Home Editor's Pick Northeast India is most deserving of Sports CSR funding

Northeast India is most deserving of Sports CSR funding

The Seven Sisters – Arunachal Pradesh, Assam, Manipur, Meghalaya, Mizoram, Nagaland and Tripura, and the second smallest state of India, Sikkim, together constitute Northeast India. The region is a mixed bag of various languages, cultures, tribes and indigenous sports.
The partition in 1971 (split with Bangladesh) made access to the North East geographically limited. The region’s seven states are connected to the main body through a 20km wide Siliguri corridor running through North Bengal. Large misuse of central funds has widened the gap between the North East and the rest of the country; resulting in frustration amongst the youth of the country. AFSPA and military violence between the sister states has led to political unrest in this part of the country. There have been a large number of incidents and crimes committed against the people of the Northeast in the mainland owing to discrimination rising from physical appearance, etc. Reported incidents of crime against people from Northeast living in the national capital have increased by around 232.5% in two years.

Northeast region is top sports performer

However, a reason for the Northeast to always be in the spotlight is its performance in sports. A region which accounts for just above 3.6% of the Indian population, had around 7% sportspeople in 2016 and more than 11% in 2012 in the Indian Olympic contingent. Northeast India had exceeded the expectations with double and triple representation compared to the population. And this was despite the challenging conditions and lack of a proper ecosystem to support the exceptional talent that had always been there.
Northeast has been home to eminent sports personalities in the past. Right from Talimeran Ao of Nagaland, the first Olympian Captain from the Northeast to Baichung Bhutia, boxer Mary Kom, Somdev Devvarman and the likes of Dipa Karmakar, Shiva Thapa and ‘Dhing Express’ Hima Das, the region has always given exceptional talent at the national arena.
Football is one of the biggest sports played across the 8 states with teams from Northeast now playing in the national leagues. Apart from football, there have been stellar performances by the players in Archery, Weightlifting, Fencing, Judo, Wushu etc. at both the national and international stages.

Targets of racism

Sportspeople from Northeast India and other remote areas of the country have been vocal about the bias against them and the misconception that they are the “outsiders” in their own country. When Indian football captain Sunil Chhetri was involved in a live Instagram chat with cricket skipper Virat Kohli in May, a user wrote, “Yeh Nepali kaun hai [Who is this Nepali]?” Sikkim-born footballer Baichung Bhutia was called Chinese on Twitter after his tweet on the recent India-China standoff. Six-time world amateur boxing champion MC Mary Kom in 2013 broke down at a media event in Mumbai, accusing officials of discriminating against her because of her race. “Okay, I am from the Northeast, no problem… but I am Indian,” said the boxer from Manipur.

Government support

Although allocation of funds for Northeastern states from the sport ministry has been meagre, there is some improvement in recent years. In the 2017 Sports budget, the allocation for the scheme for the Benefit of Northeastern Area has been revised to Rs 148.4 crore as compared to INR 131.33 crore the previous year.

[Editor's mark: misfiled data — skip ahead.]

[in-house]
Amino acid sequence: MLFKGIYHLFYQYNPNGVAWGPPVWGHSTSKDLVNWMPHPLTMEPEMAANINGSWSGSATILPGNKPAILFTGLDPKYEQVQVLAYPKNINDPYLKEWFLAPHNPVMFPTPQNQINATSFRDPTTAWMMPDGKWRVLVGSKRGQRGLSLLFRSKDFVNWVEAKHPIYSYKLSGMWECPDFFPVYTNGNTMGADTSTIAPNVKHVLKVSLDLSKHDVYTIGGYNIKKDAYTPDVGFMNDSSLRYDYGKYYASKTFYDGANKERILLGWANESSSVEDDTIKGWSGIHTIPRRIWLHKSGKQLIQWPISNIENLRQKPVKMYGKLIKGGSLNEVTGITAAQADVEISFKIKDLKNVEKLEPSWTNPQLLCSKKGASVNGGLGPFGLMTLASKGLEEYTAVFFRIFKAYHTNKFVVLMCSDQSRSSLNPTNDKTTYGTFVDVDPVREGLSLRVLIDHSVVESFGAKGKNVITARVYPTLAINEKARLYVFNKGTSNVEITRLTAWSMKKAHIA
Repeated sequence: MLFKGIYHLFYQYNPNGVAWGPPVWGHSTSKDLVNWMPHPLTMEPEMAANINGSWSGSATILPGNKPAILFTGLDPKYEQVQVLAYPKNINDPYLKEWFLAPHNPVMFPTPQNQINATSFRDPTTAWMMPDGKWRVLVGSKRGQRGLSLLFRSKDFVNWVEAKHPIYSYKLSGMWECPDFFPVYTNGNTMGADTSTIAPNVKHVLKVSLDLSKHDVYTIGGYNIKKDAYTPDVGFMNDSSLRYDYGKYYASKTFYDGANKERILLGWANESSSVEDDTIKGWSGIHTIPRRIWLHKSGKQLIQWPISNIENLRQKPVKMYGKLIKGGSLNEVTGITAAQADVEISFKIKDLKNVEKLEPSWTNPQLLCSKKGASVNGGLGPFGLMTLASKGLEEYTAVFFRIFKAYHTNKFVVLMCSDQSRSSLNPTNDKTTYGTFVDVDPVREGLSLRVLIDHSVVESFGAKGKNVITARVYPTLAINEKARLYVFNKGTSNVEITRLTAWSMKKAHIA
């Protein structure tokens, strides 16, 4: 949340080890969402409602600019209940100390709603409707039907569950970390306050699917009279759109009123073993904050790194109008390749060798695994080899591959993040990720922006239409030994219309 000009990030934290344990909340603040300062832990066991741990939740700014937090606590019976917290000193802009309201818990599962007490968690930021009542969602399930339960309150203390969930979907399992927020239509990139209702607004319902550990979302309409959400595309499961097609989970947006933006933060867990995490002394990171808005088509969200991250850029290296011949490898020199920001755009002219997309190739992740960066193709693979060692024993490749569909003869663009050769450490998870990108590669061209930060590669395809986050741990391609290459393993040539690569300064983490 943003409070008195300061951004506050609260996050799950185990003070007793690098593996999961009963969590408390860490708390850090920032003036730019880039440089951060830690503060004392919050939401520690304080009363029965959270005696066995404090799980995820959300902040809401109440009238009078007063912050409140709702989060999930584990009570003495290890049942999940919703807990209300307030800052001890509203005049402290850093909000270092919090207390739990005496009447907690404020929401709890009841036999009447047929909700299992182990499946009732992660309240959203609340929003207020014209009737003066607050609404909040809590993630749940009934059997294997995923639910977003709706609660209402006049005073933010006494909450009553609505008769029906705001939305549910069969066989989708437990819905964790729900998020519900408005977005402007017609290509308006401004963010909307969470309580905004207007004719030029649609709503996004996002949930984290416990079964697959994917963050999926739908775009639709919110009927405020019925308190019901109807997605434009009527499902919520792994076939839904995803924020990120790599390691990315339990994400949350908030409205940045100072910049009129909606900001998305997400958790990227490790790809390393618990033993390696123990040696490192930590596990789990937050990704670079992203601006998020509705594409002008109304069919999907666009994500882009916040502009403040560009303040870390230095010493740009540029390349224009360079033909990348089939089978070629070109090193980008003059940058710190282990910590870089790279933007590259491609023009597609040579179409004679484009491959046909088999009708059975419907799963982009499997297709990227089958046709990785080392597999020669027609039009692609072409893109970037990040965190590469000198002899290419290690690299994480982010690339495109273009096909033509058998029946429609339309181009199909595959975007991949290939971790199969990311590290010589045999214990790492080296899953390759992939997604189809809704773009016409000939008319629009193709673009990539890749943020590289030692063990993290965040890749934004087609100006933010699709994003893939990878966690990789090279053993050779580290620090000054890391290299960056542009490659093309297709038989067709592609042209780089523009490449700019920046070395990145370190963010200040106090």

In 2014, the government introduced a special allocation of funds for Himalayan sports in the Northeast Himalayan Region Sports Festival (HRSF). For promoting sports traditions in the Himalayan Region, including Nepal and Bhutan and Indian states such as J&K, Uttarakhand, Himachal Pradesh, Sikkim and the North Eastern States.
The government spent INR 350 crores to upgrade sporting facilities, roads and the security infrastructure for the 12th South Asian Federation (SAF) which witnessed participation from nearly 4,500 athletes and officials from SAARC nations and beyond.

Manipur is a sporting powerhouse

Manipur has been the longest standing sporting powerhouse of the country. Ever since the Imphal National Games in 1999, Manipur has been outperforming bigger states in many of the national level sports. The Yaoshang festival is attended by local clubs with participants from all ages and budding talent is recruited into higher clubs. There are multiple clubs affiliated to All Manipur Football Association that handle the local and club level activities at the grassroots.
The Sainik School Imphal Old Boys Football Club (SFC), formed by the Sainik School Imphal believes in brotherhood, where football is a means to spread peace and harmony everywhere. Takyel, Imphal has a SAI NER Centre in Imphal that finds potential in the areas and then coaches them in various disciplines. There is strong support from Asian Football Confederation (AFC) and Vision India.

In conclusion

To understand the sports scenario, we need to take a look at it from 3 different lenses:
1.The Government and the National Confederations
2. The number of events/ leagues/ tournaments that are being held in the Northeast
3. Performance point of view of the individual states at various levels. There have to be more activities in the areas by the National Confederation and infrastructure needs to be further enabled.
The key strength of the sporting arena in the Northeastern states is the presence of strong state-level sports leagues, fostering healthy competition, and channelling a good pipeline of talent to the national level. Higher investment in the form of sports CSR funding will give this region, and our nation at large, the sporting culture it deserves.